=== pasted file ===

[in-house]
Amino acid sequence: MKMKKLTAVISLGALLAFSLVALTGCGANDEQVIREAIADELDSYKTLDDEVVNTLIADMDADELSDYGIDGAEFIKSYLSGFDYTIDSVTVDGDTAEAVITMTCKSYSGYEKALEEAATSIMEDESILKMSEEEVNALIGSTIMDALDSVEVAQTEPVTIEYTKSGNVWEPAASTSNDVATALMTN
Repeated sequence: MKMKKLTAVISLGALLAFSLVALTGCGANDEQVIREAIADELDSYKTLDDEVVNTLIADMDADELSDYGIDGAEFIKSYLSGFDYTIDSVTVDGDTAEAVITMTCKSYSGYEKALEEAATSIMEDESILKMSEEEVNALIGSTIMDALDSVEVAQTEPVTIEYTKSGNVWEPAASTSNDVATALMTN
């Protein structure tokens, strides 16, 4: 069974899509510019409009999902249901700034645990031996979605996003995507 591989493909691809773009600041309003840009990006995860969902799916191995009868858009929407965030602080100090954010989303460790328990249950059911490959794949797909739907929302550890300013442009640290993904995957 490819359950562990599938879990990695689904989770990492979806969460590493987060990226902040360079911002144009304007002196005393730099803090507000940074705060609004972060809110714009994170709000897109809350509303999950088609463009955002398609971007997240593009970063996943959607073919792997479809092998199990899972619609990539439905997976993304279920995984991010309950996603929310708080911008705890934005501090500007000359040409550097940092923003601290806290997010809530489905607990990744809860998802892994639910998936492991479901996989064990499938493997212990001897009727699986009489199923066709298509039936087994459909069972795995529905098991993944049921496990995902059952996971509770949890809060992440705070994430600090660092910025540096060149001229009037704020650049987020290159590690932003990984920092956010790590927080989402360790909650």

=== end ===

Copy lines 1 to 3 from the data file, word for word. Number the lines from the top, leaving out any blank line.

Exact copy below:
[in-house]
Amino acid sequence: MKMKKLTAVISLGALLAFSLVALTGCGANDEQVIREAIADELDSYKTLDDEVVNTLIADMDADELSDYGIDGAEFIKSYLSGFDYTIDSVTVDGDTAEAVITMTCKSYSGYEKALEEAATSIMEDESILKMSEEEVNALIGSTIMDALDSVEVAQTEPVTIEYTKSGNVWEPAASTSNDVATALMTN
Repeated sequence: MKMKKLTAVISLGALLAFSLVALTGCGANDEQVIREAIADELDSYKTLDDEVVNTLIADMDADELSDYGIDGAEFIKSYLSGFDYTIDSVTVDGDTAEAVITMTCKSYSGYEKALEEAATSIMEDESILKMSEEEVNALIGSTIMDALDSVEVAQTEPVTIEYTKSGNVWEPAASTSNDVATALMTN